The loss schema enables to store information about hazard impact over exposure as a function of vulnerability. Loss datasets are directly linked to the hazard, exposure, and vulnerability datasets which were used to model losses. When no vulnerability model is applied, the potential loss is estimated as the sum of all exposed value. Losses can be expressed in form of map or in form of a curve, both sharing the same attributes and metrics.
The main attributes of the loss model describe the hazard and process for which the loss are calculated, the method of calculation (to discern empirical events from simulated scenarios) and the category of asset on which losses insist. The schema includes the direct links to the original dataset of hazard, exposure, and vulnerability that were used to calculate the loss.
|*||Hazard type||Main hazard type from list of options||
|Hazard process||Specific hazard process||Options list|
|Calculation method||How the scenario was calculated||
|*||Exposure occupancy||Destination of use of the asset||
|*||Exposure category||Category of asset suffering the losses||
|*||Value type||Element on which loss insist||
|Hazard link||Hazard dataset that was used to calculate loss||URL|
|Exposure link||Exposure dataset that was used to calculate loss||URL|
|Vulnerability link||Vulnerability dataset that was used to calculate loss||URL|
When the scenario modelled refers to a specific period of time, this can be specified in terms of dates, period span and reference year. For example, an observed flood event that occurred from 1.10.2009 (time start) to 3.10.2009 (time end), spanning over 3 days (time span). When precise time collocation is unknow or inapplicabile, a general reference date such as "2009" is used to identify events (time year). This is also useful to specify future scenario, e.g. time year: 2050.
|Time start||The time at which the modelled scenario starts||Date|
|Time end||The time at which the modelled scenario ends||Date|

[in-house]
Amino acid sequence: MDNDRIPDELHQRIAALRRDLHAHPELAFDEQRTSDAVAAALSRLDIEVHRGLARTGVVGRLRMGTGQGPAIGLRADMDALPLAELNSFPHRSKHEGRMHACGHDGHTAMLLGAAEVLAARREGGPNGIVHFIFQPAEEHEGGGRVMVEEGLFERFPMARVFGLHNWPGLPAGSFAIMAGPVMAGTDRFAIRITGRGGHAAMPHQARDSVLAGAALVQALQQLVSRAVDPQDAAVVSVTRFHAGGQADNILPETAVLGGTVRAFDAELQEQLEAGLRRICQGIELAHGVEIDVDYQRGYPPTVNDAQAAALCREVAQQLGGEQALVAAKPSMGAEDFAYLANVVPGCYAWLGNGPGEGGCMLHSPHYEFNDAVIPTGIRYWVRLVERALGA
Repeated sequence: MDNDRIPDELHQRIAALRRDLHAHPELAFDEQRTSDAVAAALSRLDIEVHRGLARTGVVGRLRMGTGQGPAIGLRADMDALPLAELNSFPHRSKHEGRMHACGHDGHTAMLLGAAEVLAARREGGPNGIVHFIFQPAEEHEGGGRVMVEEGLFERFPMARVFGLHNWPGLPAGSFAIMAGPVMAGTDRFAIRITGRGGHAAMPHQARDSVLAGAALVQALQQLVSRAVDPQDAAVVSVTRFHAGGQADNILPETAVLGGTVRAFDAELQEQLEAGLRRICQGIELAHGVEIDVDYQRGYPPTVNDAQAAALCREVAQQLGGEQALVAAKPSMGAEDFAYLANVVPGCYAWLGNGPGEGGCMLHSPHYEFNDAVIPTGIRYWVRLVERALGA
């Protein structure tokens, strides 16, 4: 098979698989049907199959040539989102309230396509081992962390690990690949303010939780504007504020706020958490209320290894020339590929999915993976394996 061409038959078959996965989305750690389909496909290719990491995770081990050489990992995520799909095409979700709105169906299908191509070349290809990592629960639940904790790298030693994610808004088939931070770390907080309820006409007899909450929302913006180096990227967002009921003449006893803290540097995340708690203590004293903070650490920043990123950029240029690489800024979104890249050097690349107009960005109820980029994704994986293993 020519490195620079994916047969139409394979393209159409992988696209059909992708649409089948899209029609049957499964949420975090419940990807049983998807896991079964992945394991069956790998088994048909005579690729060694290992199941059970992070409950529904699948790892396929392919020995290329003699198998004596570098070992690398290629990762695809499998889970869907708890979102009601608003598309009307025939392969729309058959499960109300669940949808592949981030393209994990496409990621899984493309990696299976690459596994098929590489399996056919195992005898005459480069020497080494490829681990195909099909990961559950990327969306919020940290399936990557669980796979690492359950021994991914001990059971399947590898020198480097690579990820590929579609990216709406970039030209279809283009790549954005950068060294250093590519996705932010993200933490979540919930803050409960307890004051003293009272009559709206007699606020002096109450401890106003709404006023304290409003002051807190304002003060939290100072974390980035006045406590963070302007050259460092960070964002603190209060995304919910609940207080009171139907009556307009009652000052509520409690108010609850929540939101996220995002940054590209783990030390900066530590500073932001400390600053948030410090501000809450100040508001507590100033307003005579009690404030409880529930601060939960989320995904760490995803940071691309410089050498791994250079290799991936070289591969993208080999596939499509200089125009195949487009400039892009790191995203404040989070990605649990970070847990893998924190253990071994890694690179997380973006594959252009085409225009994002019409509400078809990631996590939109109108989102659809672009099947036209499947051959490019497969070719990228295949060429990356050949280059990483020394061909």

|Time span||The duration of the modelled period||Number|
|Time year||One reference year to univocally identify the scenario||Date (year)|
When instead the hazard scenario is represented in probabilistic terms, the occurrence probability (frequency distribution) of hazard can be expressed in different ways. The most common way to communicate this is the "return period", expressed as the number of years after which a given hazard intensity could occurr again: RP 100 indicates that that event has a probability of once in 100 years. This attirbute can indicate individual layer frequency (RP100) or a range of frequencies for a collection of layers (RP10-100).
|Frequency type||The frequency of occurrence of the present event||
|Occurrence probability||For probabilistic scenario, the occurrence probability is expressed according to frequency type||Text|
Additional attributes are specific to loss, describing the type of impact, the type of loss, the loss metric and the unit used to measure it.
|*||Impact||The type of impact||
|*||Loss type||The type of loss||
|*||Metric||Type of loss metric||
|*||Unit||Cost unit of measure||Unit code|
Losses can be rapresented in many different way: regular raster grids, points, or polygons. Often, the loss data consist of measures aggregated at the administrative unit level.
Flood loss scenarios for Afghanistan, 2050
Schema attributes for loss map related to future river flood hazard scenarios (2050) over all types of exposure occupancies for Afghanistan.
The losses are higher in the most densely built-up area of Kabul.
|Hazard process||River flood|
|Frequency type||Return Period|
|Occurrence probability||RP 5-1000 years|
|*||Loss type||Ground up|
|*||Metric||Average Annual Losses|
Losses can be investigated as total or for individual exposed asset and infrastructure elements.
Insert example of recorded empirical losses.
|Frequency type||Return Period|
|Occurrence probability||1000 years|
|Occurence time (start)||800|
|Occurence time (end)||2001|
|Occurence time (span)||1200 years|
|*||Hazard process||Ground motion|
|*||Unit of measure||PGA (g)|